RBA holds interest rates steady1
In a welcome move, the Board of the Reserve Bank of Australia today decided to leave the cash rate unchanged.
Despite mounting inflation pressure, the central bank's decision today to keep its key cash rate at 4.5% was widely expected and marks the second consecutive month of unchanged rates, as the RBA assesses the pace of the local and global economic recovery.
The following is a statement from Glenn Stevens, Governor of the RBA, explaining in further detail the interest rate decision:
"The global economy has continued to expand over recent months, consistent with a trend pace of growth. The expansion remains uneven, with the major advanced countries recording only modest growth overall, but growth in Asia and Latin America, to date, very strong. There are indications that growth in China is now starting to moderate to a more sustainable rate. In Europe, while output in some key countries has been improving recently, prospects for next year are more uncertain given the budgetary constraints governments face and the pressure on euro area banks. US growth has looked stronger in the first half of 2010 but the pace of labour market improvement is slow.
Caution in financial markets has been evident in the past couple of months, driven principally by concerns about European sovereigns and banks but also by some uncertainty about the pace of future global growth. Financial prices have been more volatile and equity prices and government bond yields in major countries have declined. Some tightness in funding markets is evident, though not on the scale seen in late 2008. Commodity prices are off their peaks but those most important for Australia remain at very high levels, and the terms of trade are approaching their peak of two years ago.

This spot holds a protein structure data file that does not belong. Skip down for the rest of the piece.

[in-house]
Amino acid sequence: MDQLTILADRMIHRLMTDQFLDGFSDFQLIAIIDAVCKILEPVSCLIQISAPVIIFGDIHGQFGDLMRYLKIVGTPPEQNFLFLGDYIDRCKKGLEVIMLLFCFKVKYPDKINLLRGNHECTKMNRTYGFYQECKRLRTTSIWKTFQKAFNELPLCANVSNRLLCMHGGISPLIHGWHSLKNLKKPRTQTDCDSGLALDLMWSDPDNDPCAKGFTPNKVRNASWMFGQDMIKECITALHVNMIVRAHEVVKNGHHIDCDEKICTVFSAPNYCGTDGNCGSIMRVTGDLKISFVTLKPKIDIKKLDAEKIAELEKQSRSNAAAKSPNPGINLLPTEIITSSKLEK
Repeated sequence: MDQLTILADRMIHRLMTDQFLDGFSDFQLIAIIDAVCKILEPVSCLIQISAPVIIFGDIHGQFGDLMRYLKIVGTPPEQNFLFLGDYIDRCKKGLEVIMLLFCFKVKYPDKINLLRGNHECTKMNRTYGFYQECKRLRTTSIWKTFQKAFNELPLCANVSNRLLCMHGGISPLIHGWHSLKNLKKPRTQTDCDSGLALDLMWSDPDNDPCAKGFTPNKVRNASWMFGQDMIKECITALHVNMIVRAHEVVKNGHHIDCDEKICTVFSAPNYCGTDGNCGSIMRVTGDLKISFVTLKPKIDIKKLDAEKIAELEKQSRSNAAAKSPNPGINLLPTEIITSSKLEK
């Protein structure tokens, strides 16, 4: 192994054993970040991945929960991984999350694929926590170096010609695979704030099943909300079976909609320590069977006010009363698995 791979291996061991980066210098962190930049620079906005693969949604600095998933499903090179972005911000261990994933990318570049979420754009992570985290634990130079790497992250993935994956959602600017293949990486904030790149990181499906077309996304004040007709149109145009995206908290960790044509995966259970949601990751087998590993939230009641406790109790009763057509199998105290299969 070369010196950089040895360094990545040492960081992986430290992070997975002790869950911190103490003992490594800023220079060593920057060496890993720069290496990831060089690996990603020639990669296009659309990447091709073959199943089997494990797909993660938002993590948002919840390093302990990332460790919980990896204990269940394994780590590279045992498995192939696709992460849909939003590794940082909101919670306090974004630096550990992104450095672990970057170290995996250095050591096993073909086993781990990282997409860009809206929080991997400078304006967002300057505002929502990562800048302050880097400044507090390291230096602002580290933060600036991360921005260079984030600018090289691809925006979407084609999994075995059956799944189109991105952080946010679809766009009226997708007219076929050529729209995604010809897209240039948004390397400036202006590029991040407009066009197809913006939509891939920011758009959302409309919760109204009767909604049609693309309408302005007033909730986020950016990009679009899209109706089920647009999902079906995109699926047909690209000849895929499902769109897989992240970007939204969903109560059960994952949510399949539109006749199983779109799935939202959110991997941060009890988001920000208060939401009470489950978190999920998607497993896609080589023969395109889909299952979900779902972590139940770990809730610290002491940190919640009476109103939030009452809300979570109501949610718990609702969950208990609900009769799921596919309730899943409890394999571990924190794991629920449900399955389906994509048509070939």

With the high level of the terms of trade expected to add to incomes and demand, output growth in Australia over the year ahead is likely to be about trend, even though the effects of earlier expansionary policy measures will be diminishing. Consumption spending is recording a modest increase at present, with households displaying a degree of caution, but most indicators suggest business investment will increase over the coming year. Business credit appears to have stabilised, though credit conditions for some sectors remain difficult. Credit outstanding for housing has continued to expand at a solid pace, but dwelling prices are rising more slowly than earlier in the year.
The labour market has continued to firm gradually, and after the significant decline last year, growth in wages has picked up a little, as had been expected. Underlying inflation appears likely to be in the upper half of the target zone over the next year. The rate of CPI increase is likely to be a little above 3 per cent in the near term, due to the effects of increases in tobacco taxes announced earlier in the year and significant increases in prices for utilities.
The current setting of monetary policy is resulting in interest rates to borrowers around their average levels of the past decade. Pending further information about international and local conditions for demand and prices, the Board views this setting of monetary policy as appropriate."